Col. Rich Outzen, U.S. Army (Ret.), is a geopolitical consultant who formerly served in the State Department’s Policy Planning Staff and as an advisor to several secretaries of state.
Articles & Testimony
The Ukraine war has not only reaffirmed Erdogan’s remarkable political survival skills, but also highlighted the degree to which Ankara’s improved diplomatic standing is traceable to its success in exporting an innovative drone-centered military operational approach.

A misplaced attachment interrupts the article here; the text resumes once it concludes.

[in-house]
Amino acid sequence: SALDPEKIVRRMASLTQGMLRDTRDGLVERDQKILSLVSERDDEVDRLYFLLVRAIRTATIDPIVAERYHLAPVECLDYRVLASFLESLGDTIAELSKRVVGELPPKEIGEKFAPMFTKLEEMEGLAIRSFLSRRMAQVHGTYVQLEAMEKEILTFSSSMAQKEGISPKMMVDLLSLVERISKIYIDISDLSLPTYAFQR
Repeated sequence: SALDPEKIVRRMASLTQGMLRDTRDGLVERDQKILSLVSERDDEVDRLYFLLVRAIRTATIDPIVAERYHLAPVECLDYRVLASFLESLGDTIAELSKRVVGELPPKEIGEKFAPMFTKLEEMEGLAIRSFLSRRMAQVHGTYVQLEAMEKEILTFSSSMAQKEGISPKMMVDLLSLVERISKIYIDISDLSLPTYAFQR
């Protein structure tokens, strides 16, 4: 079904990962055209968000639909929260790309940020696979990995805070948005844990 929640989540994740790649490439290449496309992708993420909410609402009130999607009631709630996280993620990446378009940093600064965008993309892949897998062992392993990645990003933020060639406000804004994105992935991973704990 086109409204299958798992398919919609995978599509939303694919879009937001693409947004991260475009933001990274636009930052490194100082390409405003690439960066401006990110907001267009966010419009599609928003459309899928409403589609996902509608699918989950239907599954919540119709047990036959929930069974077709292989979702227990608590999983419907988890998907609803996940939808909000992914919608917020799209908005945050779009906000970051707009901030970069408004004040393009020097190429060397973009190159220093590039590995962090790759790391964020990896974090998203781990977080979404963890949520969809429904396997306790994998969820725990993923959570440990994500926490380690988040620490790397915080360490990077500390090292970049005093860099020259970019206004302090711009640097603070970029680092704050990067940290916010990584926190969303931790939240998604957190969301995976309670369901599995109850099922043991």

Recep Tayyip Erdogan’s foreign policy approach over the past two decades can be divided into a number of periods: an initial era of aspirational multilateralism with a strong pro‑EU tilt, until roughly 2009; an ambitious period of regional assertion marked by failed support for the Muslim Brotherhood and the Arab uprisings, until around 2015; an increasingly unilateral, hard‑power driven period through 2020; and what appears to be a new era blending hard power and a Ukraine war in which Turkiye is, simultaneously, selling drones to Kyiv and courting Washington while implementing the 1936 Montreux Treaty to limit its frenemy Moscow’s access to the Black Sea. Together with recent steps aimed at rapprochement with Israel and GCC states like Saudi Arabia and the UAE, these last factors encapsulate the new era of Turkish foreign policy—albeit one overshadowed at the moment by Ankara’s unwillingness to unconditionally approve Swedish and Finnish accession to NATO...